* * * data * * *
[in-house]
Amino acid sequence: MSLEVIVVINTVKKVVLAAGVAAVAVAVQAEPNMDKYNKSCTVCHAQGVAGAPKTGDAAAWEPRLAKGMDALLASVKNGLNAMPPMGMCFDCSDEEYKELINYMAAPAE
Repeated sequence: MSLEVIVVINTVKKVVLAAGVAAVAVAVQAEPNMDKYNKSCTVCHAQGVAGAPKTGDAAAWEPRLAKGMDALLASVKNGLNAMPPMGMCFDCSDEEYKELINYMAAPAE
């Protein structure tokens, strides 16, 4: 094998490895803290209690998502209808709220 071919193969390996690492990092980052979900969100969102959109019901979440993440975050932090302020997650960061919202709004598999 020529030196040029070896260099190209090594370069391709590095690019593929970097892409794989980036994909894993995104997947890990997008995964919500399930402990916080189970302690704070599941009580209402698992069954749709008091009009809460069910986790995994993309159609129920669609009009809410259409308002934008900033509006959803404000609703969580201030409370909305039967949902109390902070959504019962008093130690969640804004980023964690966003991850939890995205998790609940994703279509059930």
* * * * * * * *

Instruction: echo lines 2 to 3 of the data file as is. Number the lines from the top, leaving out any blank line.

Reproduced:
Amino acid sequence: MSLEVIVVINTVKKVVLAAGVAAVAVAVQAEPNMDKYNKSCTVCHAQGVAGAPKTGDAAAWEPRLAKGMDALLASVKNGLNAMPPMGMCFDCSDEEYKELINYMAAPAE
Repeated sequence: MSLEVIVVINTVKKVVLAAGVAAVAVAVQAEPNMDKYNKSCTVCHAQGVAGAPKTGDAAAWEPRLAKGMDALLASVKNGLNAMPPMGMCFDCSDEEYKELINYMAAPAE